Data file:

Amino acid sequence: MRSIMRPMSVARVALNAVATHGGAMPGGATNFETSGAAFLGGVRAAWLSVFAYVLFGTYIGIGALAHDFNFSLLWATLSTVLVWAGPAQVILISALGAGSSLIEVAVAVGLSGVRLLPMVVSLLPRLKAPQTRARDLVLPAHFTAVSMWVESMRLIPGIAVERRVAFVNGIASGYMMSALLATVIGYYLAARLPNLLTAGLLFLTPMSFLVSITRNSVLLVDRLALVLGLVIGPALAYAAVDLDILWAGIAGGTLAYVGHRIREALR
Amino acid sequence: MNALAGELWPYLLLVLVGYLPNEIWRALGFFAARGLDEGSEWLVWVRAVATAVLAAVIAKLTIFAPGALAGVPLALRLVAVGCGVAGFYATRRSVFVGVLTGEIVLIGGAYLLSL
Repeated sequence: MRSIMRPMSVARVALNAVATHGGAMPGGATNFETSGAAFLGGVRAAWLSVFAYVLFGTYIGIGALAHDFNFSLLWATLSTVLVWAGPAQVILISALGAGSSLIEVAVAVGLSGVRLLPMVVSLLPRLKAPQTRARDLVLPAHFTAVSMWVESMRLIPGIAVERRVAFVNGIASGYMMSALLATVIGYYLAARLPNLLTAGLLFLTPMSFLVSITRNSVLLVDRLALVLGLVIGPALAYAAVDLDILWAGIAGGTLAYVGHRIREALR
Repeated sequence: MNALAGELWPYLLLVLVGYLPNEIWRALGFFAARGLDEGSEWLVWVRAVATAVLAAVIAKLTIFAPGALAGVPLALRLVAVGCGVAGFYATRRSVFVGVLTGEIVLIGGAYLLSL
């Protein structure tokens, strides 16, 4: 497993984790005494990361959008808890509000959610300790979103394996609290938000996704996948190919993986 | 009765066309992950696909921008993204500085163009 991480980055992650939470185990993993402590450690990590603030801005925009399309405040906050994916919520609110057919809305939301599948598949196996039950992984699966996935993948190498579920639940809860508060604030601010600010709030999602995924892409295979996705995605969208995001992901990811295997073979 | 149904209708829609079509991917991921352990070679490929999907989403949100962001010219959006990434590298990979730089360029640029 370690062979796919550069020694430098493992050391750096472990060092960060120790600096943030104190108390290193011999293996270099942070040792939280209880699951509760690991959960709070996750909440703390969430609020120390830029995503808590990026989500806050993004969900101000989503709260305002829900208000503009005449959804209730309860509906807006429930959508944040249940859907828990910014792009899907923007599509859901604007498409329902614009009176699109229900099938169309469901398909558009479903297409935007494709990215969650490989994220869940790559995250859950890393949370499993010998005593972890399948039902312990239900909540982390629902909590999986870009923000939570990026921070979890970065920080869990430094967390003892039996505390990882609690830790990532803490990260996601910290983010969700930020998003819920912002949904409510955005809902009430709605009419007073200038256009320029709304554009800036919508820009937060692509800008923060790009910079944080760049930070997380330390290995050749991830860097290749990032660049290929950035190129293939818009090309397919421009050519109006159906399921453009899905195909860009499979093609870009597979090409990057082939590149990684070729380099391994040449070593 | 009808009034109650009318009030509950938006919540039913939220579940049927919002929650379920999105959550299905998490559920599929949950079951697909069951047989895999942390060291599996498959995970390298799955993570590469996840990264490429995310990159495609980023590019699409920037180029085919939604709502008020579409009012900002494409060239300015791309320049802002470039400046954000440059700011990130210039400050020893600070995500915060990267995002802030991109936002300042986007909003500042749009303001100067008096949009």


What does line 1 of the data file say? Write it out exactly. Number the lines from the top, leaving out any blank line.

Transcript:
Amino acid sequence: MRSIMRPMSVARVALNAVATHGGAMPGGATNFETSGAAFLGGVRAAWLSVFAYVLFGTYIGIGALAHDFNFSLLWATLSTVLVWAGPAQVILISALGAGSSLIEVAVAVGLSGVRLLPMVVSLLPRLKAPQTRARDLVLPAHFTAVSMWVESMRLIPGIAVERRVAFVNGIASGYMMSALLATVIGYYLAARLPNLLTAGLLFLTPMSFLVSITRNSVLLVDRLALVLGLVIGPALAYAAVDLDILWAGIAGGTLAYVGHRIREALR